Ocean Drilling Program (ODP) Leg 171B obtained expanded sections of Maastrichtian through Eocene strata and portions of the Albian-Cenomanian along a transect of the Blake Spur portion of the Blake Plateau off Florida. The sediments were dominated by a siliceous chalk facies that generally had excellent preservation of calcareous nannofossils, planktonic and benthic foraminifers, diatoms, and radiolarians. Several intervals of the stratigraphy at different sites display color and compositional oscillations that appear to reflect a spectrum of Milankovitch orbital climate cycles.
The paleomagnetic component is critical to three main objectives of Leg 171: (1) to refine the Paleogene-Cretaceous biochronology and magnetochronology of the Paleogene-Cretaceous period, (2) to develop a cyclostratigraphy tuned to orbital cycles that could be used to establish an extremely accurate chronology for biozones and magnetochrons in the Cretaceous and Paleogene, and (3) to constrain Late Cretaceous through Eocene paleomagnetic poles for the North American plate. This report summarizes the detailed magnetostratigraphy of the various sites. A preliminary magnetostratigraphy at each site was presented in the Leg 171B Initial Reports volume (Norris, Kroon, Klaus, et al., 1998), but we have now analyzed many more discrete minicores to enhance resolution of polarity zone boundaries and we also have reinterpreted several of the polarity chron assignments. Paleolatitudes are derived from the same paleomagnetic data set, and an associated compilation of the Cretaceous-Paleogene polar wander path for North America.
In general, the reference scale of oceanic biomagnetochronology compiled by Berggren et al. (1995) for the Paleogene interval is consistent with our suites of results from Leg 171. At this stage, the main constraint appears to be the lower resolution of the paleontological investigations relative to the sampling density of the magnetostratigraphy. The uppermost Cretaceous (Campanian-Maastrichtian) lacks a well-calibrated reference scale, and combined biostratigraphic and magnetostratigraphic results from Leg 171 are an important step in this direction. This Campanian-Maastrichtian interval is the focus of a separate paper (L. Bardot and J. Self-Trail, unpubl. data).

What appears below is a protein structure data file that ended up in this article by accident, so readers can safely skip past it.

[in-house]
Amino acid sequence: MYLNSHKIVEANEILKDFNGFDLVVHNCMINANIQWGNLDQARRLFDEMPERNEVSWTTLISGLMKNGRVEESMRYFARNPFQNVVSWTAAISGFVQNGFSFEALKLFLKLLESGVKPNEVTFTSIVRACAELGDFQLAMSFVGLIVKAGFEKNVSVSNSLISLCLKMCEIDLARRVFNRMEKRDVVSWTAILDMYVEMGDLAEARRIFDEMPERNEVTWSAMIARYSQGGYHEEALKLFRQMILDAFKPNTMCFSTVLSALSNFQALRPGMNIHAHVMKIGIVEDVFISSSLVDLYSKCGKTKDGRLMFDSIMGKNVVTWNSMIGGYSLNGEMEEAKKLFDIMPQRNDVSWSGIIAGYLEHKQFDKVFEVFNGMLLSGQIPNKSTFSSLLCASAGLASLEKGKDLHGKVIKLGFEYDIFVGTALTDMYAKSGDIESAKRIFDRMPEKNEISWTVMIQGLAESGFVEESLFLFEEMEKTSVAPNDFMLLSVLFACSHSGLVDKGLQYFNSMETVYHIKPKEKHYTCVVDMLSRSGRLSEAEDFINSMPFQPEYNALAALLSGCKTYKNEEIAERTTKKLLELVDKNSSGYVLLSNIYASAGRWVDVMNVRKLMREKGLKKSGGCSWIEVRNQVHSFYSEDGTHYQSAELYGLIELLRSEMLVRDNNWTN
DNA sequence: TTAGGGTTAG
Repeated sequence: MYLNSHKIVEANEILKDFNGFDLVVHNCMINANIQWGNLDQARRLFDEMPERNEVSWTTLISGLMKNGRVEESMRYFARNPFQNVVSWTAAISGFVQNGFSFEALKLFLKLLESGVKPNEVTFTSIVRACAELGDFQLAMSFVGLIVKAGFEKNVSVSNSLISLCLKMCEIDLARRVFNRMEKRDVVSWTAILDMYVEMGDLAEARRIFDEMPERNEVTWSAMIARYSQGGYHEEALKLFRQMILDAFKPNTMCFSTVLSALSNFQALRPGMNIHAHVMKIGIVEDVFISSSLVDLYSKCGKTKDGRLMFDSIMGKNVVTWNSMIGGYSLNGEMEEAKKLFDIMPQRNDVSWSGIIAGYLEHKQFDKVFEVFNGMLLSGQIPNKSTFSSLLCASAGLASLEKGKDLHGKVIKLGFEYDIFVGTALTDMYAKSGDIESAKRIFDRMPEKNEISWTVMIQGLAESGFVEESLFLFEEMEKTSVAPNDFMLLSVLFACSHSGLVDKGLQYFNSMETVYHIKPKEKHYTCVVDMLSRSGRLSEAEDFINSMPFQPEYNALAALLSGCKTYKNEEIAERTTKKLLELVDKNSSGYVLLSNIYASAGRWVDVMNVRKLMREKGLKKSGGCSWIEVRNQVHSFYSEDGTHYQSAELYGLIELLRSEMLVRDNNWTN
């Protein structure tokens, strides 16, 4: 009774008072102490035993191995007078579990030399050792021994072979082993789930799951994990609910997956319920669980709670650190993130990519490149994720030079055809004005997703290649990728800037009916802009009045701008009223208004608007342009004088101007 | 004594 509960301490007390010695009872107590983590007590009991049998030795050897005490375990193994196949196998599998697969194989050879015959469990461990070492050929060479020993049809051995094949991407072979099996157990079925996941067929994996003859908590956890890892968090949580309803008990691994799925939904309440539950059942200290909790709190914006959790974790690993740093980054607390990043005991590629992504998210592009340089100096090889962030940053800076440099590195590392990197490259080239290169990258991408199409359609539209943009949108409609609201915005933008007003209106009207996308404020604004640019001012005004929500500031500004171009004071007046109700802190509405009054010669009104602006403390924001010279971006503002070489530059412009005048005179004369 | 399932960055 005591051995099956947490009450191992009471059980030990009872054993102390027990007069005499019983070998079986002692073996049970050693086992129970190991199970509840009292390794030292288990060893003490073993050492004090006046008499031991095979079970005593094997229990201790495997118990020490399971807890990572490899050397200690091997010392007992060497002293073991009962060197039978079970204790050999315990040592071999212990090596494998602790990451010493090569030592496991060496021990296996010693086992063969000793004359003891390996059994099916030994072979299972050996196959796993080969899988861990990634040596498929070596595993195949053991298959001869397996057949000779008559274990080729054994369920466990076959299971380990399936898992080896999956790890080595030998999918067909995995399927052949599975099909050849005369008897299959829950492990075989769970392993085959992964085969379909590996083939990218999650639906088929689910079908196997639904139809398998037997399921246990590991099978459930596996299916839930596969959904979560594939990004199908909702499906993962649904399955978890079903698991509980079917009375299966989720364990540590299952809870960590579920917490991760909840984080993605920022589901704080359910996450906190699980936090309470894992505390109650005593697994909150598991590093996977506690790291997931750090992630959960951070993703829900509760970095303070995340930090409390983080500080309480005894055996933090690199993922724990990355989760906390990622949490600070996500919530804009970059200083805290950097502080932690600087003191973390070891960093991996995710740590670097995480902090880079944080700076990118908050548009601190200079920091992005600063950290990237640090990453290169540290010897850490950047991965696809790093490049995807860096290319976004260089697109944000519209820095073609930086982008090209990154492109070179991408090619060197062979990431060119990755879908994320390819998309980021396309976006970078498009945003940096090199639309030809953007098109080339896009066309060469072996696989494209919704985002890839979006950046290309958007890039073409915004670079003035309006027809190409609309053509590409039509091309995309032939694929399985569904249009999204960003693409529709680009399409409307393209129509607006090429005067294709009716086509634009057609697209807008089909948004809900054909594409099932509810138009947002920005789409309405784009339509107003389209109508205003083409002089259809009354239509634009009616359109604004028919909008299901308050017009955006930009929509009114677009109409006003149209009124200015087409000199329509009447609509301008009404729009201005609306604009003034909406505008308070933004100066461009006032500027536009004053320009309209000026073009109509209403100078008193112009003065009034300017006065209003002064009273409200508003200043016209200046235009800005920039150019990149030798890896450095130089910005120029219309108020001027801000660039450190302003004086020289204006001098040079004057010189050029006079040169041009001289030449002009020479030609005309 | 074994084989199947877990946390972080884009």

In this paper, polarity chron (time) and polarity zone (stratigraphy) nomenclature is taken from the system of Cande and Kent (1992), with the suffix n denoting normal polarity or r denoting the preceding reversed-polarity interval. The relative timing (position) of an event (level) within a polarity chron (zone) is "defined as the relative position in time or distance between the younger and older chronal boundaries" (system of Hallam et al., 1985, p. 126). In this proportional stratigraphic convention, the location of the Cretaceous/Tertiary at Gubbio (Alvarez et al., 1977) occurs at C29r.75, indicating that 75% of reversed-polarity Zone C29r is below the event. (Cande and Kent  used an inverted stratigraphic placement relative to present; therefore, C29r.3 in their notation indicates that 30% of reversed-polarity Chron C29r followed the event. This system mirrors the convention of measuring geological time and the numbering of magnetic anomalies backward from the present.)
The number of orbital cycles within each polarity zone provides a means to assign absolute durations to the associated polarity chrons and spreading rates to the corresponding marine magnetic anomalies. For example, the cyclostratigraphy of polarity Chron C27 (late Danian) at Site 1050 indicates a cycle-tuned duration of 1.45 m.y. (Röhl et al., 2001), which is about 10% less than in the magnetic polarity time-scale model derived by Cande and Kent (1995). Similar cycle-magnetostratigraphic analyses should be feasible through the Paleogene succession of Leg 171.